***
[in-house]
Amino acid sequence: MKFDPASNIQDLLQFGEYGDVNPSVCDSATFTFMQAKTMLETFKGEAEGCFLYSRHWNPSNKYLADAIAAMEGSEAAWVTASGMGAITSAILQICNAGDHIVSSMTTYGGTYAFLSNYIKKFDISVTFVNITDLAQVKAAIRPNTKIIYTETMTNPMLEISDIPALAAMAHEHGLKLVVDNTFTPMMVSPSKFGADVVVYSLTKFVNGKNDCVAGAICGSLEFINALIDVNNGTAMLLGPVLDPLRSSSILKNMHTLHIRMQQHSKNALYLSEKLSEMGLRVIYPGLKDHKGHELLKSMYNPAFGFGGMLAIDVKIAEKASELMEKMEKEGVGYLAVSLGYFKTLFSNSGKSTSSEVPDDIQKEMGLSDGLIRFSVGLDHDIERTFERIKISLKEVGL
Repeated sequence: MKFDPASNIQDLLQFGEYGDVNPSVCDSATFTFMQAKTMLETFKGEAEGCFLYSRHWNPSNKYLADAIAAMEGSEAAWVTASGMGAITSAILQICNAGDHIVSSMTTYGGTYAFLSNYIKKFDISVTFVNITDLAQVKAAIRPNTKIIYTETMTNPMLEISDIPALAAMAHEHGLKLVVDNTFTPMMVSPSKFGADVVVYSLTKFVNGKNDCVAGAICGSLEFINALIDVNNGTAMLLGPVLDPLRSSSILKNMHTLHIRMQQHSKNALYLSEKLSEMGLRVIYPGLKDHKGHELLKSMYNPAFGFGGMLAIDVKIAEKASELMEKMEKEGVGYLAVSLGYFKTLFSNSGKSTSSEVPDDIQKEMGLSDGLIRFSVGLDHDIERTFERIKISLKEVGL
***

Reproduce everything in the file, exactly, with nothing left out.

[in-house]
Amino acid sequence: MKFDPASNIQDLLQFGEYGDVNPSVCDSATFTFMQAKTMLETFKGEAEGCFLYSRHWNPSNKYLADAIAAMEGSEAAWVTASGMGAITSAILQICNAGDHIVSSMTTYGGTYAFLSNYIKKFDISVTFVNITDLAQVKAAIRPNTKIIYTETMTNPMLEISDIPALAAMAHEHGLKLVVDNTFTPMMVSPSKFGADVVVYSLTKFVNGKNDCVAGAICGSLEFINALIDVNNGTAMLLGPVLDPLRSSSILKNMHTLHIRMQQHSKNALYLSEKLSEMGLRVIYPGLKDHKGHELLKSMYNPAFGFGGMLAIDVKIAEKASELMEKMEKEGVGYLAVSLGYFKTLFSNSGKSTSSEVPDDIQKEMGLSDGLIRFSVGLDHDIERTFERIKISLKEVGL
Repeated sequence: MKFDPASNIQDLLQFGEYGDVNPSVCDSATFTFMQAKTMLETFKGEAEGCFLYSRHWNPSNKYLADAIAAMEGSEAAWVTASGMGAITSAILQICNAGDHIVSSMTTYGGTYAFLSNYIKKFDISVTFVNITDLAQVKAAIRPNTKIIYTETMTNPMLEISDIPALAAMAHEHGLKLVVDNTFTPMMVSPSKFGADVVVYSLTKFVNGKNDCVAGAICGSLEFINALIDVNNGTAMLLGPVLDPLRSSSILKNMHTLHIRMQQHSKNALYLSEKLSEMGLRVIYPGLKDHKGHELLKSMYNPAFGFGGMLAIDVKIAEKASELMEKMEKEGVGYLAVSLGYFKTLFSNSGKSTSSEVPDDIQKEMGLSDGLIRFSVGLDHDIERTFERIKISLKEVGL